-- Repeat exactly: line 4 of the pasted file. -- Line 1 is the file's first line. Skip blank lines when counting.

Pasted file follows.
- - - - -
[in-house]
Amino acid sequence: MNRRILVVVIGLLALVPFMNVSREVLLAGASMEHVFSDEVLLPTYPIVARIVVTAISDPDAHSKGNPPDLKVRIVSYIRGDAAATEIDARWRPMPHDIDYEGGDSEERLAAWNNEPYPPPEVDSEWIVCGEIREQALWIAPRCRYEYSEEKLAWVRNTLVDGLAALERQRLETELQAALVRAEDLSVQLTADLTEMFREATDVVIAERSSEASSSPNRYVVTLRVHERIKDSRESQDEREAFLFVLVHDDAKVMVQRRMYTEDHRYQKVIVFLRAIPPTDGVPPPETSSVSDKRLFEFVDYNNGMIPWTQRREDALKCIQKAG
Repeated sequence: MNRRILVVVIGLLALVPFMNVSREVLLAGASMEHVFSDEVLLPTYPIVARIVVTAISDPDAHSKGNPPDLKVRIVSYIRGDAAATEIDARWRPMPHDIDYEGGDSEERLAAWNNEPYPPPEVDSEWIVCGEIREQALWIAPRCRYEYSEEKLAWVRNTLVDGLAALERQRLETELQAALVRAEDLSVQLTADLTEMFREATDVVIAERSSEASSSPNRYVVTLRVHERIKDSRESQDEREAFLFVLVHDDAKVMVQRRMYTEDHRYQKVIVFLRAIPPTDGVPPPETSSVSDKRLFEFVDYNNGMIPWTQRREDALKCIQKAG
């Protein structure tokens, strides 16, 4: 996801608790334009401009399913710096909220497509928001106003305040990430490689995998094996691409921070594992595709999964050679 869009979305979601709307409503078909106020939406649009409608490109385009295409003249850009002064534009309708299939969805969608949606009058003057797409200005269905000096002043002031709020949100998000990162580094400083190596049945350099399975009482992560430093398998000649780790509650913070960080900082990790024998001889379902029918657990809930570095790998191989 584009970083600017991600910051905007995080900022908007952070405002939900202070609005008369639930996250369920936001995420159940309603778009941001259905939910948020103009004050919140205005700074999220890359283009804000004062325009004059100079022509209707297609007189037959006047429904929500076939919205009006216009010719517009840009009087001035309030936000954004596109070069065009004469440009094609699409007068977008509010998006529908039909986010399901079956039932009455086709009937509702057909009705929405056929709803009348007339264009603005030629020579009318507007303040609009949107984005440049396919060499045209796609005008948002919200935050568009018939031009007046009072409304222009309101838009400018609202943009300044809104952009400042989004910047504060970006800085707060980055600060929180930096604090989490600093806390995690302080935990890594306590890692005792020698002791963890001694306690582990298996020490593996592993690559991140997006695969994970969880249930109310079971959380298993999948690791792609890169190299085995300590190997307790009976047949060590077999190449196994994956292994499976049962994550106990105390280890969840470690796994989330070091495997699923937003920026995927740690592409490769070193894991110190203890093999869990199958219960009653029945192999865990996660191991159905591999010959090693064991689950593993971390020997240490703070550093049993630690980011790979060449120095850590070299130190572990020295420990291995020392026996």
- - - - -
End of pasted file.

């Protein structure tokens, strides 16, 4: 996801608790334009401009399913710096909220497509928001106003305040990430490689995998094996691409921070594992595709999964050679 869009979305979601709307409503078909106020939406649009409608490109385009295409003249850009002064534009309708299939969805969608949606009058003057797409200005269905000096002043002031709020949100998000990162580094400083190596049945350099399975009482992560430093398998000649780790509650913070960080900082990790024998001889379902029918657990809930570095790998191989 584009970083600017991600910051905007995080900022908007952070405002939900202070609005008369639930996250369920936001995420159940309603778009941001259905939910948020103009004050919140205005700074999220890359283009804000004062325009004059100079022509209707297609007189037959006047429904929500076939919205009006216009010719517009840009009087001035309030936000954004596109070069065009004469440009094609699409007068977008509010998006529908039909986010399901079956039932009455086709009937509702057909009705929405056929709803009348007339264009603005030629020579009318507007303040609009949107984005440049396919060499045209796609005008948002919200935050568009018939031009007046009072409304222009309101838009400018609202943009300044809104952009400042989004910047504060970006800085707060980055600060929180930096604090989490600093806390995690302080935990890594306590890692005792020698002791963890001694306690582990298996020490593996592993690559991140997006695969994970969880249930109310079971959380298993999948690791792609890169190299085995300590190997307790009976047949060590077999190449196994994956292994499976049962994550106990105390280890969840470690796994989330070091495997699923937003920026995927740690592409490769070193894991110190203890093999869990199958219960009653029945192999865990996660191991159905591999010959090693064991689950593993971390020997240490703070550093049993630690980011790979060449120095850590070299130190572990020295420990291995020392026996």